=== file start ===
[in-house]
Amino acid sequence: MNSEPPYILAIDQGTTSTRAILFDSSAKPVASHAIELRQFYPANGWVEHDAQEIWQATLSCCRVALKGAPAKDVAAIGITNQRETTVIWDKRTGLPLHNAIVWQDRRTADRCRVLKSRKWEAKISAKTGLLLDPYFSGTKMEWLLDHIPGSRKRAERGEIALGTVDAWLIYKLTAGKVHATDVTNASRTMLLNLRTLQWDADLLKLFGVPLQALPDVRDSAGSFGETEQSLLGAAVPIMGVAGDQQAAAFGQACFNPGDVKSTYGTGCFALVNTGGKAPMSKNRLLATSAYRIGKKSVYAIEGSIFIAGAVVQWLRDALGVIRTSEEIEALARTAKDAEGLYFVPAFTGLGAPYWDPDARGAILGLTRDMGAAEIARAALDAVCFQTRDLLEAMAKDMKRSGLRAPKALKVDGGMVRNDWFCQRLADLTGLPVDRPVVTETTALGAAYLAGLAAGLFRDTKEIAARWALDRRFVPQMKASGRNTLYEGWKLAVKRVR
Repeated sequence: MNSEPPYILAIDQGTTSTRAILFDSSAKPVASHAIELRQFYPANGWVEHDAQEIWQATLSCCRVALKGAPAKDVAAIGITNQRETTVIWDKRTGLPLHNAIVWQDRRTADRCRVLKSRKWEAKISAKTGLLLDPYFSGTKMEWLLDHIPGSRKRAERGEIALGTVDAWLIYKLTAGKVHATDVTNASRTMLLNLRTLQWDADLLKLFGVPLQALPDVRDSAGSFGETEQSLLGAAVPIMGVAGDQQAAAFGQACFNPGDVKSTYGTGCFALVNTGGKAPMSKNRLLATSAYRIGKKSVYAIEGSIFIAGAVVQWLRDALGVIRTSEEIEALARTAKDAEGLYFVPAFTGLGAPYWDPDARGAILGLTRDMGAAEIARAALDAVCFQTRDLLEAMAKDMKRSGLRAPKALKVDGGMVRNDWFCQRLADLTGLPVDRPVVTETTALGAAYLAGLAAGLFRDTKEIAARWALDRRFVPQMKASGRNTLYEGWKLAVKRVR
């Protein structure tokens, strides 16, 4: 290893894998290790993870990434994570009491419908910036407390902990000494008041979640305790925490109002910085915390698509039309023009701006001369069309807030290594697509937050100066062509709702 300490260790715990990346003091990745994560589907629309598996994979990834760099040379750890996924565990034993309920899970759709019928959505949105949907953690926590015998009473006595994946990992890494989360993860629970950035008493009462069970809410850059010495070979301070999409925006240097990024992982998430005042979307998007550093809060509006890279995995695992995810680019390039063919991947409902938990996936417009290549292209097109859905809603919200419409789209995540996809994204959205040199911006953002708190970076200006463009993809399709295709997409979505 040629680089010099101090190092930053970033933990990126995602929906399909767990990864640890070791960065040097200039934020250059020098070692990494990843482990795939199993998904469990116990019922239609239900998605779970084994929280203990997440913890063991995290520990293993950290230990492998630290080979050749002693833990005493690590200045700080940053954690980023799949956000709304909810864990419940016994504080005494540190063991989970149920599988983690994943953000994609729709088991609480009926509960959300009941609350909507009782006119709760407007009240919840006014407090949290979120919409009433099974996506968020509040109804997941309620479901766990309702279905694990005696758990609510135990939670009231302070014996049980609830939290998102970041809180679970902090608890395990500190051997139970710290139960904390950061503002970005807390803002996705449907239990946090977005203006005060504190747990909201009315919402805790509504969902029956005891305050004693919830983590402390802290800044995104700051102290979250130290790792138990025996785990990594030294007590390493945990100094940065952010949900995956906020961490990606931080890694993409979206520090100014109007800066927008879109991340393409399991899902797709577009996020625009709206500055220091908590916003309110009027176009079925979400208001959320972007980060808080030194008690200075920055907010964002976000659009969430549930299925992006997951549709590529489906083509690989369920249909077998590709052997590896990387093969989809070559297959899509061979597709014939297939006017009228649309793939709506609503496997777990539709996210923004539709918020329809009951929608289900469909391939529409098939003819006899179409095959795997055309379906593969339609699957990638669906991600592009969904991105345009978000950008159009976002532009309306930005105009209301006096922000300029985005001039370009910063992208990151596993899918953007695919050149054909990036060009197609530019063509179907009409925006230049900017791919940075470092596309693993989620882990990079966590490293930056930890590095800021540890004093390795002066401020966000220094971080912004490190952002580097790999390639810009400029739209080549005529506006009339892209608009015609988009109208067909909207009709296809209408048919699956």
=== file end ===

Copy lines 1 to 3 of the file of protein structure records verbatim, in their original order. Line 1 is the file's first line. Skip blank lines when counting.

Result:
[in-house]
Amino acid sequence: MNSEPPYILAIDQGTTSTRAILFDSSAKPVASHAIELRQFYPANGWVEHDAQEIWQATLSCCRVALKGAPAKDVAAIGITNQRETTVIWDKRTGLPLHNAIVWQDRRTADRCRVLKSRKWEAKISAKTGLLLDPYFSGTKMEWLLDHIPGSRKRAERGEIALGTVDAWLIYKLTAGKVHATDVTNASRTMLLNLRTLQWDADLLKLFGVPLQALPDVRDSAGSFGETEQSLLGAAVPIMGVAGDQQAAAFGQACFNPGDVKSTYGTGCFALVNTGGKAPMSKNRLLATSAYRIGKKSVYAIEGSIFIAGAVVQWLRDALGVIRTSEEIEALARTAKDAEGLYFVPAFTGLGAPYWDPDARGAILGLTRDMGAAEIARAALDAVCFQTRDLLEAMAKDMKRSGLRAPKALKVDGGMVRNDWFCQRLADLTGLPVDRPVVTETTALGAAYLAGLAAGLFRDTKEIAARWALDRRFVPQMKASGRNTLYEGWKLAVKRVR
Repeated sequence: MNSEPPYILAIDQGTTSTRAILFDSSAKPVASHAIELRQFYPANGWVEHDAQEIWQATLSCCRVALKGAPAKDVAAIGITNQRETTVIWDKRTGLPLHNAIVWQDRRTADRCRVLKSRKWEAKISAKTGLLLDPYFSGTKMEWLLDHIPGSRKRAERGEIALGTVDAWLIYKLTAGKVHATDVTNASRTMLLNLRTLQWDADLLKLFGVPLQALPDVRDSAGSFGETEQSLLGAAVPIMGVAGDQQAAAFGQACFNPGDVKSTYGTGCFALVNTGGKAPMSKNRLLATSAYRIGKKSVYAIEGSIFIAGAVVQWLRDALGVIRTSEEIEALARTAKDAEGLYFVPAFTGLGAPYWDPDARGAILGLTRDMGAAEIARAALDAVCFQTRDLLEAMAKDMKRSGLRAPKALKVDGGMVRNDWFCQRLADLTGLPVDRPVVTETTALGAAYLAGLAAGLFRDTKEIAARWALDRRFVPQMKASGRNTLYEGWKLAVKRVR